Importance of Integrating Databases Located at Each Casino
Harrah’s Entertainment Inc. has integrated its databases in various locations to help it conduct business and customer-relationship-management activities more efficiently. For instance, the integration of the databases has allowed Harrah’s to carry out its Total RewardsTM effectively, by allowing it to track customers’ gaming habits in all its properties. In this section, the paper discusses how Harrah’s would be affected if it did not integrate the databases it maintains at each of its Casinos.
Failure to build integrations among its databases would prevent Harrah’s from providing timely service to its customers. Integration among databases in various locations allows an entity to retrieve information from various sources promptly thus allowing better service for the customer (Chen & Popovich, 2003). In Harrah’s case, its Total RewardsTM CRM program depends on the analysis of data collected at different locations.
Based on such data, employees of Harrah’s can offer clients the appropriate rewards based on the loyalty level revealed by such data. Failure to integrate databases at these locations would mean that employees at points of sale would not have all the relevant information to reward customers appropriately. Such lack of access to critical customer information would affect Harrah’s service negatively thus reducing the effect of its CRM activities.
Failure to integrate its databases would also challenge Harrah’s marketing strategy to make individualized, targeted promotions. Integrated databases allow entities to analyze customer patronage behaviors across all their properties that generating information about customer preferences and trends (Hochhauser, 1992). For Harrah’s, by integrating the databases, it can avail collect all customer activities into a centralized database that can be used to target customer communications based on their patronage history.
Without database integrations, Harrah’s would also need to train its employees to use a variety of applications to access information from separate databases. By integrating the databases, Harrah’s allows employees to retrieve information using an application whose interface they are familiar with. This enhances efficiency thus boosting Harrah’s performance. Failure to integrate its databases would thus curtail the extent to which Harrah’s can implement its CRM programs effectively.
Use of data warehouse to synchronize customer information
A data warehouse refers to a “single, complete and consistent store of data obtained from a variety of sources and made available to end-users in a way they can understand and use in a business context” (Ma, Chou & Yen, 2000, p. 125). Harrah’s can use a data warehouse to synchronize customer information in various ways. Firstly, creating a data warehouse would allow Harrah’s to store customer information collected from various points of contact and organize such data into a database that users who interact with the customers can access (Xu & Walton, 2005). Through the data warehouse, operational data can be updated on a record-by-record basis thus ensuring that the data available in the warehouse is current thus can support current business decisions (Ma, Chou & Yen, 2000, p. 125).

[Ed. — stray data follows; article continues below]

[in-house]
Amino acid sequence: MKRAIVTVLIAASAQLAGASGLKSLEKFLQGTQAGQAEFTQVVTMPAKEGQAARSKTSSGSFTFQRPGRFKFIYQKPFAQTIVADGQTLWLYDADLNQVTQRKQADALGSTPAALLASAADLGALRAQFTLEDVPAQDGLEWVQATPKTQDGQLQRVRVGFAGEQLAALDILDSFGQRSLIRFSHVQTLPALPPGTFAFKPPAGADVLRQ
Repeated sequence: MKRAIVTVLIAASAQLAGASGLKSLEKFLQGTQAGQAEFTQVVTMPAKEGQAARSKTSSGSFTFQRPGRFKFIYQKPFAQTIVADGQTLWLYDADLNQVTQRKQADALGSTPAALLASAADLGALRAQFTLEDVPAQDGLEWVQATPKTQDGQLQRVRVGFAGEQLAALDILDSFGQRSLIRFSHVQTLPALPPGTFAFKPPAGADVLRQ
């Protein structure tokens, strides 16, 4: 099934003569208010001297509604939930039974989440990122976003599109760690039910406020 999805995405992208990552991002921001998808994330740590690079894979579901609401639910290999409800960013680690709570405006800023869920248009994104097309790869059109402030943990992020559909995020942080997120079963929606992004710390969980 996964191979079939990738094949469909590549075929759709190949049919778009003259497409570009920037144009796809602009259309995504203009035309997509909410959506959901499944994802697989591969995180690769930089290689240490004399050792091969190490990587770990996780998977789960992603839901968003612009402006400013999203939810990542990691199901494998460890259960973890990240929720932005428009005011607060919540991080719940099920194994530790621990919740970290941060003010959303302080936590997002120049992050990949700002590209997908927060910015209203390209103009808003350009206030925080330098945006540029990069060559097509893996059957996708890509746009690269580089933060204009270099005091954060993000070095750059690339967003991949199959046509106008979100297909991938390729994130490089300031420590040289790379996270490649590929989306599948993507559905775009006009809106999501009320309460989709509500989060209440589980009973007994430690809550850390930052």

Secondly, a data warehouse would allow Harrah’s to analyze stored data into information that would enable it to create customer profiles and identify customer behavior patterns helpful in creating relevant customer segments (Xu & Walton, 2005). When such analysis is completed, Harrah’s can format and store the critical customer information identified in a mode that users at various points of contact can access (Ma, Chou & Yen, 2000, p. 125). Accordingly, a data warehouse would enable Harrah’s to synchronize customer information in two main ways; firstly, it provides a centralized place to collate and organize customer data from various points. Secondly, it facilitates the analysis of the stored data into customer-based information that can be stored to support business decisions.
Chen, I. J. & Popovich, K. (2003). Understanding customer relationship management (CRM): People, process and technology. Business Process Management, 9(5), 627-688, Web.
Hochhauser, R. (1992). The power of integrated database marketing. Direct Marketing, 55(5), 32-35.
Ma, C., Chou, D. C. & Yen, D. C. (2000). Data warehousing, technology assessment, and management. Industrial Management & Data Systems, 100(3), 125-134.
Xu, M. & Walton, J. (2005). Gaining customer knowledge through analytical CRM. Industrial Management & Data Systems, 105(7), 955-971, Web.